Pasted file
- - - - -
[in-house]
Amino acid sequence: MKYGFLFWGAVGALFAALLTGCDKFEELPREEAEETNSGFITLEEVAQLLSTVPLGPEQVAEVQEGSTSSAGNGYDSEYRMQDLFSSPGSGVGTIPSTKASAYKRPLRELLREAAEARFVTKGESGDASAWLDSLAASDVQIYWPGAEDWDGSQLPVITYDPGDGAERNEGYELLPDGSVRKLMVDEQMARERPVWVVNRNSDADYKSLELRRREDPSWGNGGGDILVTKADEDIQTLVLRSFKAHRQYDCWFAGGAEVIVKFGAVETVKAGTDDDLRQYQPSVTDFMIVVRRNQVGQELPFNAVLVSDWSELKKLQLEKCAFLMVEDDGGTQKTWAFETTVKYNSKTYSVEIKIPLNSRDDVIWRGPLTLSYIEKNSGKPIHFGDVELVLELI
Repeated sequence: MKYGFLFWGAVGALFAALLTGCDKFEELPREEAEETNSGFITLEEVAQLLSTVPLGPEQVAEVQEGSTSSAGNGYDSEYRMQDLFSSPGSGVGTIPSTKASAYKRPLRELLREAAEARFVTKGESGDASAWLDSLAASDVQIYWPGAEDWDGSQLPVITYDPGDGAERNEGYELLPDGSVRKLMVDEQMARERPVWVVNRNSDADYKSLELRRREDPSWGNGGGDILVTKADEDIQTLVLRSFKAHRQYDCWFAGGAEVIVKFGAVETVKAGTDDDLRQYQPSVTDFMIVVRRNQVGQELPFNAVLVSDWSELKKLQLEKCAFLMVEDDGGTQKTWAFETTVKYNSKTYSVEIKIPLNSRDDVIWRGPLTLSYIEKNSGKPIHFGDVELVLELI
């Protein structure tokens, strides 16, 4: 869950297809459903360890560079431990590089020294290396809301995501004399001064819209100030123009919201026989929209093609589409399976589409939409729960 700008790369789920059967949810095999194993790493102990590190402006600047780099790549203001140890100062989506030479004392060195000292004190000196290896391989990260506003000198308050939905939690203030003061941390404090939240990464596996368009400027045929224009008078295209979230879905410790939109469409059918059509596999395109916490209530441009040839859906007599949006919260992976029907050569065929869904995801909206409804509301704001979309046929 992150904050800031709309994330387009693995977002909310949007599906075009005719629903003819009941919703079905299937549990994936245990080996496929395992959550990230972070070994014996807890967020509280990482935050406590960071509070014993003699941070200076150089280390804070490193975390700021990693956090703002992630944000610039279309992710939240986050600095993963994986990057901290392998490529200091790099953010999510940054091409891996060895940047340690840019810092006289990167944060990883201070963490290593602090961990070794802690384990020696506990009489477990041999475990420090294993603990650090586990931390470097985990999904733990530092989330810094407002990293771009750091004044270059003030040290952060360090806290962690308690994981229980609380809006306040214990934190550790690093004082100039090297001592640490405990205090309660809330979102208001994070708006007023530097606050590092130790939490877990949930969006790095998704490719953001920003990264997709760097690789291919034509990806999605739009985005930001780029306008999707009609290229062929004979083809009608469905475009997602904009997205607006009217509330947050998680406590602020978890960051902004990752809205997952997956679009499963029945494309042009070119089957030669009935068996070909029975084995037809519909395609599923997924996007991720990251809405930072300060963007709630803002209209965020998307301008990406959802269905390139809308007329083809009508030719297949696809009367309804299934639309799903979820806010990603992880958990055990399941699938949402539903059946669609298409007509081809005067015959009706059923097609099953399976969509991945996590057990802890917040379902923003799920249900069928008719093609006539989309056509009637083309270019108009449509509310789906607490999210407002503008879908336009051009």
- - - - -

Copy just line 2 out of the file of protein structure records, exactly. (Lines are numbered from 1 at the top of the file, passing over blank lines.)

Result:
Amino acid sequence: MKYGFLFWGAVGALFAALLTGCDKFEELPREEAEETNSGFITLEEVAQLLSTVPLGPEQVAEVQEGSTSSAGNGYDSEYRMQDLFSSPGSGVGTIPSTKASAYKRPLRELLREAAEARFVTKGESGDASAWLDSLAASDVQIYWPGAEDWDGSQLPVITYDPGDGAERNEGYELLPDGSVRKLMVDEQMARERPVWVVNRNSDADYKSLELRRREDPSWGNGGGDILVTKADEDIQTLVLRSFKAHRQYDCWFAGGAEVIVKFGAVETVKAGTDDDLRQYQPSVTDFMIVVRRNQVGQELPFNAVLVSDWSELKKLQLEKCAFLMVEDDGGTQKTWAFETTVKYNSKTYSVEIKIPLNSRDDVIWRGPLTLSYIEKNSGKPIHFGDVELVLELI